- If you haven’t yet, get your seasonal flu shot. It can’t hurt, and it will help to figure out whether or not you do have SARS-CoV-2 if/when you do become sick. Many areas now give out the flu shot for free.
- Train yourself NOT to touch your eyes, nose, and mouth! The SARS-CoV-2 virus can remain viable on hard surfaces anywhere from 2 hours to 9 days (scientific journal article source), and you can transfer the virus from your infected hands to your mouth, nose, and eyes by touching or rubbing them.
- Watch the following videos from the World Health Organization and the U.S. Centers for Disease Control on how wash your hands properly! Yes, I know I have posted it numerous times before. You may think you already know how to wash your hands properly, but you still might learn something you didn’t know before. Proper hand hygiene will also help you avoid catching regular seasonal colds and influenza, so there’s a net benefit to society.
How to Make Your Own Hand Sanitizer
There have been reports of panic shopping in various countries around the world, including in North American. In particular, hand sanitizer is in short supply, with many stores being sold out of stock. Fortunately, if you cannot find sanitizer to buy, you can make your own. Here’s the recipe:
2/3-cup rubbing alcohol (99% isopropyl alcohol)
1/3-cup aloe vera gel (GEL, not liquid)
Directions: Add the alcohol to the aloe vera gel and stir. Using a funnel, pour the mixture into a pump bottle; you can use cleaned soap bottles for instance, or you can find inexpensive pump bottles at dollar stores. If you have empty store-bought hand sanitizer bottles, you can use those.
If you wish, you can add 8-10 drops of essentials oils. Lemongrass, eucalyptus, peppermint and orange oils, which have been shown to have some antibacterial properties (source), would be a good choice.
Good Sources of Information on SARS-CoV-2 and COVID-19
Here is my updated list of good, credible, authoritative resources to learn more about the Wuhan coronoavirus (formerly called 2019-nCoV and now officially called SARS-CoV-2; the disease the virus causes is now called COVID-19):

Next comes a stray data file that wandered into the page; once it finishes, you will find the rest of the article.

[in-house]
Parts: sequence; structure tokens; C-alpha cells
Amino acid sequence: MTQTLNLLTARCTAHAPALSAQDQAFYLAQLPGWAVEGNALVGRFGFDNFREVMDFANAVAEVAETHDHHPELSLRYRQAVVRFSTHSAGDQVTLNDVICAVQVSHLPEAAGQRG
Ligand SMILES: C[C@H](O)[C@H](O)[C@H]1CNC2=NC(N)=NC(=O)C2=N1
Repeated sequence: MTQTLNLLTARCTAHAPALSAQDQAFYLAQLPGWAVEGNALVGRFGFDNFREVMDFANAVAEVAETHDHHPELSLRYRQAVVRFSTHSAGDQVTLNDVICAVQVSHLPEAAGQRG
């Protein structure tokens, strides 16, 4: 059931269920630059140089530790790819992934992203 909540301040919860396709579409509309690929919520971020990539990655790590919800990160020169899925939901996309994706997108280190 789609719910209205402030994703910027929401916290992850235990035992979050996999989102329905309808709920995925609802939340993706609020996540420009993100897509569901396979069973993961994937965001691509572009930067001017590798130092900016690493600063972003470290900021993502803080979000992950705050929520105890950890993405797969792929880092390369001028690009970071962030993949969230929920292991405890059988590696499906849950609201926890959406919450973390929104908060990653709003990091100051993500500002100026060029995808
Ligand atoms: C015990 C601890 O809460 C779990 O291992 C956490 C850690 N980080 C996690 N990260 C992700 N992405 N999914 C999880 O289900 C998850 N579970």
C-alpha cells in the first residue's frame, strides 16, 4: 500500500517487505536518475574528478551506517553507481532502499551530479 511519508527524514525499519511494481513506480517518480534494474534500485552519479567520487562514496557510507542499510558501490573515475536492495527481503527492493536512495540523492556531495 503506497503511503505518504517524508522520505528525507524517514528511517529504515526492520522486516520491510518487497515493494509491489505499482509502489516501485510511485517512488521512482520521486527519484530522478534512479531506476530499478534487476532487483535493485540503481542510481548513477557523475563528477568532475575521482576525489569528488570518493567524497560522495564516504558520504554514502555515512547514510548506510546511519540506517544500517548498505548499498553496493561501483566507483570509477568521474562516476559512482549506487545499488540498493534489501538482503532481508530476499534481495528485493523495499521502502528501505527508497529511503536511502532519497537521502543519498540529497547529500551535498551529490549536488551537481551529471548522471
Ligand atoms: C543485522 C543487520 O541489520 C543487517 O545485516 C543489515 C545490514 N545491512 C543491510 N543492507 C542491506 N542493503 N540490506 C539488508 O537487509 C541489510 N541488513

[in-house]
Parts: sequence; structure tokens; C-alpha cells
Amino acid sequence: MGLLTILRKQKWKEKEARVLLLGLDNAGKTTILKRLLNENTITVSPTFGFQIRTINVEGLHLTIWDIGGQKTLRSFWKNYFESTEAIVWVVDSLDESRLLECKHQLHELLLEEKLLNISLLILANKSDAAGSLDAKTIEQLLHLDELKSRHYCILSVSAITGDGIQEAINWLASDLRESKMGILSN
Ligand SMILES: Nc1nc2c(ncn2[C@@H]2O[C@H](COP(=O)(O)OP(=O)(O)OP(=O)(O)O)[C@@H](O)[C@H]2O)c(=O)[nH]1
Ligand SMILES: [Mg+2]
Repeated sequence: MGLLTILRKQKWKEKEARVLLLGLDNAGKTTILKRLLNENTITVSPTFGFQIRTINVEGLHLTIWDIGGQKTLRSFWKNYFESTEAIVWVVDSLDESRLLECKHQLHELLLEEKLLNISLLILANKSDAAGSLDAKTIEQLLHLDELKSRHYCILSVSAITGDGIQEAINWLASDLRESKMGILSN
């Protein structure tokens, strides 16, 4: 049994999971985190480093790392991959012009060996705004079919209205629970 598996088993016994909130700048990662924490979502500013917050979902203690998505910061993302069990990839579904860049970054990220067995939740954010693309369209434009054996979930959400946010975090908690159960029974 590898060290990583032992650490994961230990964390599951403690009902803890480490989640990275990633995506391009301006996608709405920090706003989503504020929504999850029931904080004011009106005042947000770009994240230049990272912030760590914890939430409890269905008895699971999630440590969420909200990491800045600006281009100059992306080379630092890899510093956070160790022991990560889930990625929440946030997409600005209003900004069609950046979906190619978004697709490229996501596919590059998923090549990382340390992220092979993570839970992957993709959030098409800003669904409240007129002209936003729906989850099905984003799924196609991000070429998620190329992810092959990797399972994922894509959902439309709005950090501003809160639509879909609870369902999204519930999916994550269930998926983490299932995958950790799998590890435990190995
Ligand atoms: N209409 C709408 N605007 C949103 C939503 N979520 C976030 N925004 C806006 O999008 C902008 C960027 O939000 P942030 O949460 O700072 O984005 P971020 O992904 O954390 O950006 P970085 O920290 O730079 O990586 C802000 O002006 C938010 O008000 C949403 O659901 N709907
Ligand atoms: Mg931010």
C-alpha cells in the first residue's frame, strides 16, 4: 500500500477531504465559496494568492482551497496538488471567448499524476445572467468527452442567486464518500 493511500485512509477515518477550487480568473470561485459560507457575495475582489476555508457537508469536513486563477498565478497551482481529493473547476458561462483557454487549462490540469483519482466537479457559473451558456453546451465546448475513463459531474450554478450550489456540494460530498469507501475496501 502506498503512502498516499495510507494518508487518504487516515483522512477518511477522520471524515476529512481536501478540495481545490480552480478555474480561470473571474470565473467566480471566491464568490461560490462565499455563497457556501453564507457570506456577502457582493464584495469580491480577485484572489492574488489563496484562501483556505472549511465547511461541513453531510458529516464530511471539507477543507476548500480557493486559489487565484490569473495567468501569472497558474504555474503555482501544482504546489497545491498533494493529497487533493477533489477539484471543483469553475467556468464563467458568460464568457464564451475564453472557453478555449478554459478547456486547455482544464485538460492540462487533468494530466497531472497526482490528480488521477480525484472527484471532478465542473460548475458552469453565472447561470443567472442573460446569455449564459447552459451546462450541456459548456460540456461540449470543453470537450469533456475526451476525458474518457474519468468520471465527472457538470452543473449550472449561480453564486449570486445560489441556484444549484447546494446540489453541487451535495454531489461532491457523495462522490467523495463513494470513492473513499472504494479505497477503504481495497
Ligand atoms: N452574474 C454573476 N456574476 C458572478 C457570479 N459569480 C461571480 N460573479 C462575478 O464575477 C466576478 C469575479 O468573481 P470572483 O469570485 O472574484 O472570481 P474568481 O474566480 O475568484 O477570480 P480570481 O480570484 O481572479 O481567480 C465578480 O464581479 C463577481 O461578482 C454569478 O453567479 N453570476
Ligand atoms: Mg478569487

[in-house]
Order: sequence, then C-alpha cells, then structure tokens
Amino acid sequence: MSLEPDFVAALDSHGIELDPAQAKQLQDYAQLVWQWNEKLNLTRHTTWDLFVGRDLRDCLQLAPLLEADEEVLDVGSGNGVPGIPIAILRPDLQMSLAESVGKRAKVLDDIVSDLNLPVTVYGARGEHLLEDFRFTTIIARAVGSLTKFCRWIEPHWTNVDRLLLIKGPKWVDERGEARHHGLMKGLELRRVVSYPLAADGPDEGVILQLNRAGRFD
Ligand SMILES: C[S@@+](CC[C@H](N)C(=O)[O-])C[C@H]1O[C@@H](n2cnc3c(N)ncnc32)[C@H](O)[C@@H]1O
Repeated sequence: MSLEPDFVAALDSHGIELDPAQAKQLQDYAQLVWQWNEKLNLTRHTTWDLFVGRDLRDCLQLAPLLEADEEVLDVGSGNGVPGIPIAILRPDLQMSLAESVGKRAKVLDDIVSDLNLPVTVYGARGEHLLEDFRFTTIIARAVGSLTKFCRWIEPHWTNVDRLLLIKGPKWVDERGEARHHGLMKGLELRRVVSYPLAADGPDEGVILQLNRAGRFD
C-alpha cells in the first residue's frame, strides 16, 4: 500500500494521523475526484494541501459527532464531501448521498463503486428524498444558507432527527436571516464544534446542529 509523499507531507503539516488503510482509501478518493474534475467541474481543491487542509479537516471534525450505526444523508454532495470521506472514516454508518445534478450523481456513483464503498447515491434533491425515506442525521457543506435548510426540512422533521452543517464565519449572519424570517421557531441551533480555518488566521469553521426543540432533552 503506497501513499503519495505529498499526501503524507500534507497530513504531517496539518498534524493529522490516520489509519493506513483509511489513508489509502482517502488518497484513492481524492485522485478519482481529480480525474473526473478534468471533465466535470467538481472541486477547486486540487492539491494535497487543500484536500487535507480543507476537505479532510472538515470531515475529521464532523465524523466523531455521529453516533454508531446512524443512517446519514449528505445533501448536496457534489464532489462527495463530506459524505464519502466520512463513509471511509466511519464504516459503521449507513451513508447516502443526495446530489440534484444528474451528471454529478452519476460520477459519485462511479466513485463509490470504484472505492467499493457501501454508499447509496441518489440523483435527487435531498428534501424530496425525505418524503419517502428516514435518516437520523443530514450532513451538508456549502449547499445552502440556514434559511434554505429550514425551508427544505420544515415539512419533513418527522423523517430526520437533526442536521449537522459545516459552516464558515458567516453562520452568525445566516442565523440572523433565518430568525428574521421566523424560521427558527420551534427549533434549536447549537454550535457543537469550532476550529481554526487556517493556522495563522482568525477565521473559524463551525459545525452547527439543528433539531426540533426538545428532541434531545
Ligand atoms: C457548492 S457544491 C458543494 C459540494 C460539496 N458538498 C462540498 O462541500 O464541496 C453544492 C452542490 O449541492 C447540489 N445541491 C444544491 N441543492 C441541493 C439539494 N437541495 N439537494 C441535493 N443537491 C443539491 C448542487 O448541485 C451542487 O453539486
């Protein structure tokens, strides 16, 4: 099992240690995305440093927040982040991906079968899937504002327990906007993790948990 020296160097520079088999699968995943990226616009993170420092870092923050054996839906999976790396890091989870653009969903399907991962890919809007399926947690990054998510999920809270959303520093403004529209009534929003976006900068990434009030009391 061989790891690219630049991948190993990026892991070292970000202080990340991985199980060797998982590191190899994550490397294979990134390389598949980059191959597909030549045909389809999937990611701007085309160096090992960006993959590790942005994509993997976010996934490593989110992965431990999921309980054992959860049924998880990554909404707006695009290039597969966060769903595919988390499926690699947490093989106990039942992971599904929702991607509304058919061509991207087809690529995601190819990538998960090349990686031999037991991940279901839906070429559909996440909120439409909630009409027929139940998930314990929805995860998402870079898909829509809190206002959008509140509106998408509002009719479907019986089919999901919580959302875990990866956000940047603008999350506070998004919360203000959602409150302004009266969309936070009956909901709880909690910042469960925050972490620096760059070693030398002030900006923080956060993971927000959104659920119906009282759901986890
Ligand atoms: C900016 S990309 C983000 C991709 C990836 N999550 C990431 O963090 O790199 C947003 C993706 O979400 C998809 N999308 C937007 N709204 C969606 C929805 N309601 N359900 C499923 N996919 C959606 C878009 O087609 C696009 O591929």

- the United Nations World Health Organization (WHO)
- the U.S. Centers for Disease Control and Prevention (CDC)
- the U.S. National Institutes of Health (NIH)
- Health Canada, including an FAQ and a fact sheet
- Public Health Canada
- Information for the Public from the Department of Health and Social Care and Public Health England (U.K.)
- the European Centre for Disease Prevention and Control
- Public Health Ontario (Canada)
- Coronavirus Information for the Public (British Columbia Centre for Disease Control; see also this series of tweets)
- University of Chicago Medicine
- Don’t Panic: The comprehensive Ars Technica guide to the coronavirus (New!)
- Coronavirus FAQ’s by Dr. Megan Murray (Harvard Infectious Disease specialist)
- 2019-2020 Wuhan coronavirus outbreak (Wikipedia)
- Dr. Roger Seheult is posting short videos to his YouTube channel, explaining the medical concepts behind the Wuhan coronavirus in an easy-to-understand way
- Another instructive YouTuber to watch is Dr. John Campbell, a British nurse educator who very clearly explains what you need to know
- If you prefer to get your information via audio, the Infectious Diseases Society of America (IDSA) has started a weekly half-hour podcast on SoundCloud, called COVID-19: What’s Happening Now.
- A brand-new, excellent podcast to follow is EPIDEMIC, with co-hosts Dr. Celine Gounder and Ronald Klain (the former United States Ebola response coordinator under President Barack Obama)
- If you want a credible list of people to follow on Twitter, epidemiologist Dr. Ellie Murray has compiled a curated list of coronavirus experts that you can subscribe to.
- Watch the following video from the World Health Organization:
If you want a quick, up-to-date overview of the current situation, here are some good places to check:
- Coronavirus COVID-19 Global Cases (by the Center for Systems Science and Engineering at Johns Hopkins University); sometimes this website goes down, so some other good statistics dashboards can be found here and here.
- Tracking coronavirus: Map, Data and Timeline by BNO News
- the Wikipedia article on the Wuhan coronavirus outbreak is constantly updated by an army of volunteer editors, and provides a good overall summary of the situation
Stay informed, get prepared, and stay healthy!